Conditions & Treatments - Greater Trochanteric Bursitis


Greater trochanteric bursitis is a condition of the hip which results from added stress or friction between one or more of the three main hip bursa and the greater trochanter (1, 2, 3). The additional stresses or friction to the lateral region of the hip can result in inflammation of the hip bursa/bursae which are fluid filed sac(s) designed to cushion and minimize friction between hip muscle tendon/strcture(s) and bone (greater trochanter). When inflamed, the synovial lining of the bursa thickens and produces excessive fluid that causes pain and localized swelling (3). The three main bursae at the lateral region of the hip are the subgluteus maximus bursa, subgluteus medius bursa, and the subgluteus minimus bursa (3, 4). The subgluteus maximus bursa is the largest of the three bursae and is most often affected with greater trochanteric bursitis (3, 4).

Symptoms of Greater Trochanteric Bursitis
Individuals with trochanteric bursitis often complain of a deep, achy pain located at the lateral aspect of the hip which may also radiate down the lateral aspect of the thigh to the knee. Pain often is experienced with activity or with sleeping on the affected side. Upon palpating or touching the lateral aspect of the hip, the individual will often complain of marked tenderness at this region.

Causes of Greater Trochanteric Bursitis
There are many factors which could contribute to trochanteric bursitis. The most common are overuse, acute injury, chronic microtrauma or regional muscle dysfunction (3, 4). Overuse injuries could result from overtraining or participation in various activities such as running, skating, cycling, climbing, etc., while an acute injury could result from direct trauma to the region of the lateral hip or hip surgery (1, 3, 4). Chronic microtrauma results from small levels of strain to the lateral hip region as a result of repetitive motions, abnormal gait, altered biomechanics or abnormal posture (1, 3, 4). Regional muscle dysfunction involving tight or weak muscles could contribute to the development of trochanteric bursitis as well (4).

Obese individuals along with women are also more likely to develop trochanteric bursitis (3, 4), while individuals in the fourth to sixth decades of life also have an increase risk (5). Other conditions associated with trochanteric bursitis include: chronic mechanical low back pain, degenerative arthritis or disc disease of the lower lumbar spine, degenerative joint disease of the knees, fibromyalgia, iliotibial band syndrome, inflammatory arthritis of the hips, ipsilateral or contralateral hip arthritis, leg length discrepancy, pes planus, tendonitis of external hip rotators and total hip arthroplasty (6).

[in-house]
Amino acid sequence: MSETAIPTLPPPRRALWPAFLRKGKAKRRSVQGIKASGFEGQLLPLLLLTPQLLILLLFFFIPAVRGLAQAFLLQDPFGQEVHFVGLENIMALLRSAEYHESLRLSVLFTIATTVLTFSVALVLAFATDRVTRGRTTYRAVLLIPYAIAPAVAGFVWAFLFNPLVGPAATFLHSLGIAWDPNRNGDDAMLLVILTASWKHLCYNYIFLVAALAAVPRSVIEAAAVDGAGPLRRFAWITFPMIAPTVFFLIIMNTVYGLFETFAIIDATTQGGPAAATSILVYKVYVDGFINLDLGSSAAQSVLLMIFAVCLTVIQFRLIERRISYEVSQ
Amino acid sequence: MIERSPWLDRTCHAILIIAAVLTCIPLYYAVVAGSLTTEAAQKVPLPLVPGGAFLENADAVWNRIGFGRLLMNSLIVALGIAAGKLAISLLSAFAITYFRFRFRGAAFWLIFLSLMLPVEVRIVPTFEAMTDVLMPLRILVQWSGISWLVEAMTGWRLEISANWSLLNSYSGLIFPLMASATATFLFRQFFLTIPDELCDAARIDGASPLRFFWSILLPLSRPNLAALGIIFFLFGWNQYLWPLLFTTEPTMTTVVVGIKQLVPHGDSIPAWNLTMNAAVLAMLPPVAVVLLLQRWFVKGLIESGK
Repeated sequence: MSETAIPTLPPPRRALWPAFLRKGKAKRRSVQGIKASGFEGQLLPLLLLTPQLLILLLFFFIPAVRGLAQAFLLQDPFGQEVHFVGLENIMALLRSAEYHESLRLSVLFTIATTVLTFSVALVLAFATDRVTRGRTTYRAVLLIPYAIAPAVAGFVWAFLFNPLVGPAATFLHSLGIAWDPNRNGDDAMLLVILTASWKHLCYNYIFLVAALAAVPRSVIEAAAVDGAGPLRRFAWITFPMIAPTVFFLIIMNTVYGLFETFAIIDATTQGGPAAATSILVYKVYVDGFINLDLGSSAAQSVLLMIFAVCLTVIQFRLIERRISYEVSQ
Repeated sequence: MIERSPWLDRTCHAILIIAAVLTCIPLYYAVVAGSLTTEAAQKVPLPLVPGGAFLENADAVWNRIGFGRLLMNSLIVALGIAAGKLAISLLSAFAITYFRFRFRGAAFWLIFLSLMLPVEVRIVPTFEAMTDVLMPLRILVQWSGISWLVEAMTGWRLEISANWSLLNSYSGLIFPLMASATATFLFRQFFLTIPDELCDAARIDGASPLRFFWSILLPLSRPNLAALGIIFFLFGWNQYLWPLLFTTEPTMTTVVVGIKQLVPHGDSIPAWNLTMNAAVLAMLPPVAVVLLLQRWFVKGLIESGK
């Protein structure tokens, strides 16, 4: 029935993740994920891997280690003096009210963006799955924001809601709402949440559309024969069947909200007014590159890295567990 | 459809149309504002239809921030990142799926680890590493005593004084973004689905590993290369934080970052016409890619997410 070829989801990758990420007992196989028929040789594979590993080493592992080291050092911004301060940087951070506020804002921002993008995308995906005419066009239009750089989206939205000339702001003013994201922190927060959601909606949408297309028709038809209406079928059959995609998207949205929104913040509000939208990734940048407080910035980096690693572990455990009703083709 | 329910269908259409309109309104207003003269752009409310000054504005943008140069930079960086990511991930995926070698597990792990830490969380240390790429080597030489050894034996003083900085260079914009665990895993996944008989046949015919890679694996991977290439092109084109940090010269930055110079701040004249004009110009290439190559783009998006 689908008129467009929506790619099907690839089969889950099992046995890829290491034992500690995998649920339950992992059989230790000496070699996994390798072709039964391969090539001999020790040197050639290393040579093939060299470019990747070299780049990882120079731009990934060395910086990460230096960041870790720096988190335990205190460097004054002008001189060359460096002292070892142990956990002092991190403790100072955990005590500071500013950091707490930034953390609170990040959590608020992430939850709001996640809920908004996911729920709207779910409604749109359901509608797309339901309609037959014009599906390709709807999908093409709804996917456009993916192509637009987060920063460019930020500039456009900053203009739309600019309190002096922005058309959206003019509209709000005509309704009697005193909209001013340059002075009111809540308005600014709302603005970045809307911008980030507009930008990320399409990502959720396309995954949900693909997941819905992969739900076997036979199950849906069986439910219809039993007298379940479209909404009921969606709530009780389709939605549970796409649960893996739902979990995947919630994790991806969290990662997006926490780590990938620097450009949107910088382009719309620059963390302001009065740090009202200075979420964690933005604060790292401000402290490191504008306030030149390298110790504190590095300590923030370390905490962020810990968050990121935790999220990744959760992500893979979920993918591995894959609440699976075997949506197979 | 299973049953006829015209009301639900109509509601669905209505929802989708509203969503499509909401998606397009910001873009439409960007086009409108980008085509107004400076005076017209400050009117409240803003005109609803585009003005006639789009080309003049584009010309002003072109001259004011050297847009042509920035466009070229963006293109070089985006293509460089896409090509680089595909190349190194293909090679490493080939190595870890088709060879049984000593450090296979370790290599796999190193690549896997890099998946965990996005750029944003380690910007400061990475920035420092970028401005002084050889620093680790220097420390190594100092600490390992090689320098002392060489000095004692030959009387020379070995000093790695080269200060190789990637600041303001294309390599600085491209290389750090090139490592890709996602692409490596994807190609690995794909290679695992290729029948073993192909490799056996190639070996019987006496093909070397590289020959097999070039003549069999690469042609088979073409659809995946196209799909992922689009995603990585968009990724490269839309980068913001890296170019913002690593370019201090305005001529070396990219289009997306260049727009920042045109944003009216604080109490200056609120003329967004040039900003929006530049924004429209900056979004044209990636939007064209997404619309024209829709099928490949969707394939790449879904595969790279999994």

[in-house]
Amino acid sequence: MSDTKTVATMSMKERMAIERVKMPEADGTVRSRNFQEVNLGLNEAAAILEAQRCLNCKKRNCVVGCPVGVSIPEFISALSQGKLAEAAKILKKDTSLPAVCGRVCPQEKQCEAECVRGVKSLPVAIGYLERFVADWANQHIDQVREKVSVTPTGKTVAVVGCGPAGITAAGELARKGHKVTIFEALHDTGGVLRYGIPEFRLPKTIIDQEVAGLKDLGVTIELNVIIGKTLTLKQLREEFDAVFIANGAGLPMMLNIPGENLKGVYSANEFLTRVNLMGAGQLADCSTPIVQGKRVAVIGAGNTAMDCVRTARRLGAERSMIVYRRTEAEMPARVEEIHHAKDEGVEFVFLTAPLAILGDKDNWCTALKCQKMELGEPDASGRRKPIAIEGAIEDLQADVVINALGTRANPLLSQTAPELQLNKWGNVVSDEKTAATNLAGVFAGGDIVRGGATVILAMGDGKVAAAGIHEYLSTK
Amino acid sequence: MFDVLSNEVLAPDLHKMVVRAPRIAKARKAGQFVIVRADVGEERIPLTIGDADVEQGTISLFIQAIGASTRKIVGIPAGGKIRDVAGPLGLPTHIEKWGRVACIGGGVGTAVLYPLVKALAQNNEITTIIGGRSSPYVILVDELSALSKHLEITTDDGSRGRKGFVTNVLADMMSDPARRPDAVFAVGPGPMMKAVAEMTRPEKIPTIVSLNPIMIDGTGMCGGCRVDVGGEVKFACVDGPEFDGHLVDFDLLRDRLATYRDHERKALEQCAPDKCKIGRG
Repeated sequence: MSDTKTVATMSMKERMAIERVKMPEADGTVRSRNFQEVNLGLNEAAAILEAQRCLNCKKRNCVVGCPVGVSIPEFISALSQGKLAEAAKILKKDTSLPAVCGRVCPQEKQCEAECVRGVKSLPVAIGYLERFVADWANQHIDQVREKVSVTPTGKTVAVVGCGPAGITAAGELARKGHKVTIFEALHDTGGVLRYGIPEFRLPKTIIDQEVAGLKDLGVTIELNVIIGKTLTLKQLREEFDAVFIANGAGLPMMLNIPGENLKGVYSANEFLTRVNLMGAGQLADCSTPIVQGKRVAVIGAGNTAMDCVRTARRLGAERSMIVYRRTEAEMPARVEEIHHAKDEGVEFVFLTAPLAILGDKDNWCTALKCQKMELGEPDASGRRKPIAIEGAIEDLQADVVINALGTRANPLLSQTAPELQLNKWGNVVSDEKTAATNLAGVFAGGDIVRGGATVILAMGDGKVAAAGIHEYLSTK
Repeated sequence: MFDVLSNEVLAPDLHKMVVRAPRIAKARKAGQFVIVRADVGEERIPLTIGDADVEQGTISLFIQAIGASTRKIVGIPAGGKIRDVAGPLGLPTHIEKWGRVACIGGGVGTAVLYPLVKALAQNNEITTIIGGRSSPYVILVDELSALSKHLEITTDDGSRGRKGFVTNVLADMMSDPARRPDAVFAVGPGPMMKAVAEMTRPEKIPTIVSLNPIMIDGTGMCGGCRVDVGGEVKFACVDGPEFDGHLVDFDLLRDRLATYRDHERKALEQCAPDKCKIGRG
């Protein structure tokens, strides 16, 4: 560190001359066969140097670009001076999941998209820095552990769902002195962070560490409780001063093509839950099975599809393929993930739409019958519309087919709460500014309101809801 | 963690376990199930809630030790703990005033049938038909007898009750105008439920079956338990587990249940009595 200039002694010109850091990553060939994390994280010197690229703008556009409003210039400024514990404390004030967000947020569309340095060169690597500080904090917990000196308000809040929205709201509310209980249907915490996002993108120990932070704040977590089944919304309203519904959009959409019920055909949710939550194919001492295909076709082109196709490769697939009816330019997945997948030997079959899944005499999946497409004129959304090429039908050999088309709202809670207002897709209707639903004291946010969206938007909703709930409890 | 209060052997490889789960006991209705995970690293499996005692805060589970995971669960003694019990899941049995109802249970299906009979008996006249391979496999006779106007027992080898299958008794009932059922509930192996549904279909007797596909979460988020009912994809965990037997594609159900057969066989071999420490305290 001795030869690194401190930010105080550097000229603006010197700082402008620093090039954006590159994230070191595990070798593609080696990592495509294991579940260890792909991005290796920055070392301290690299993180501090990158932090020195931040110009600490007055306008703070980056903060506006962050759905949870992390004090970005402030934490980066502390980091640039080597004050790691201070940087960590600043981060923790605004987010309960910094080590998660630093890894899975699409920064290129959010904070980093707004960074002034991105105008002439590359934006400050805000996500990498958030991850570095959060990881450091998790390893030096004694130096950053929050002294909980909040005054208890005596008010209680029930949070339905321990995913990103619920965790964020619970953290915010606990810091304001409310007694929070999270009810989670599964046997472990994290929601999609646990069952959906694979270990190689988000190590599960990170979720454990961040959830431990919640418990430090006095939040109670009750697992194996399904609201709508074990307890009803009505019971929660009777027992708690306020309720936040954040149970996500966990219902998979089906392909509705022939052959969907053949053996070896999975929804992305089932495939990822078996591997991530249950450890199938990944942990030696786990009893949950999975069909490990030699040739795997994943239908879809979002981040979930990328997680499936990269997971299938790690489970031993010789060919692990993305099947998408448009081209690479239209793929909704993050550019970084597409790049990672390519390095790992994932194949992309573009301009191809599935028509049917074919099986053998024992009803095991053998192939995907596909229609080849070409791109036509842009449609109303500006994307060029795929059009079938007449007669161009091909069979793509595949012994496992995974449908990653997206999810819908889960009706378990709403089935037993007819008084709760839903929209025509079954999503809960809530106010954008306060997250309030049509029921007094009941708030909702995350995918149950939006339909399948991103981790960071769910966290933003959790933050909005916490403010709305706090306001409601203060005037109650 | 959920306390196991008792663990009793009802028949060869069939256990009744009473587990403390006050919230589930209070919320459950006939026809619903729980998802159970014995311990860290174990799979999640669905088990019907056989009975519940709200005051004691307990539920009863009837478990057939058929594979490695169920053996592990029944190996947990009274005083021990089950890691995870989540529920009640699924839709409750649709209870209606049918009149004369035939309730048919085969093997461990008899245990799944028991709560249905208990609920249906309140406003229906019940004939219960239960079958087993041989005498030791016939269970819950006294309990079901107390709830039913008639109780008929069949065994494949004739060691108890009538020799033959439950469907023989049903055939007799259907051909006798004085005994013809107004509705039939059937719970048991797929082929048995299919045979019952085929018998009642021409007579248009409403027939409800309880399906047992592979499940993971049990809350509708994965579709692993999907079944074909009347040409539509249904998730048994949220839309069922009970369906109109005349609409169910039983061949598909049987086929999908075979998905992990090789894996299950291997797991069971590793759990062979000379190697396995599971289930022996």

Physical Therapy Findings in Patients with Trochanteric Bursitis
There are many other conditions which may present as pseudotrochanteric bursitis, therefore a thorough examination should be conducted to determine if a patient truly indeed has trochanteric bursitis (3, 4). A patient with trochanteric bursitis will present with pain/tenderness upon palpation of the lateral aspect of the hip. Swelling may manifest in this region as well. Pain may be experienced by the patient with active movement and strength testing of the involved hip for hip abduction and external rotation (3, 4). Flexibility testing of the iliotibialband and gluteus medius muscle may display decrease flexibility and a gait analysis may display a Trendelenburg gait pattern as well (3, 4).

Trochanteric Bursitis Treatment Options for a PT
• Rest
• Postural/Functional/Gait Training
• ROM exercises
• Stretching (see videos 26 and 27 for hip/groin/knee)
• Strengthening/Stabilization (see video Z11 for hip/groin/knee)
• Manual Therapy
• Modalities (ice, ultrasound, phonophoresis)

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Last revised: September 16, 2010
by Chai Rasavong, MPT, MBA



1) Jones D & Erhard R. Diagnosis of Trochanteric Bursitis Versus Femoral Neck Stress Fracture. Physical Therapy. 1997;77(1):58-67.
2) Krupp M & Chatton M. Current Medical Diagnosis and Treatment. Lang Publications. 1978:511.
4) Williams B & Cohen S. Greater Trochanteric Pain Syndrome: A Review of Anatomy, Diagnosis and Treatment. Anesthesia & Analgesia. 2009;108(5):1662-1670.
5) Rowand M, Chambliss M, Mackler L. How Should You Treat Trochanteric Bursitis? The Journal of Family Practice. 2009;58(9):494-500.
6) Lievense A, Bierma-Zeinstra S. Prognosis of Trochanteric Pain in Primary Care. British Journal of General Practice. 2005;55:199-204.

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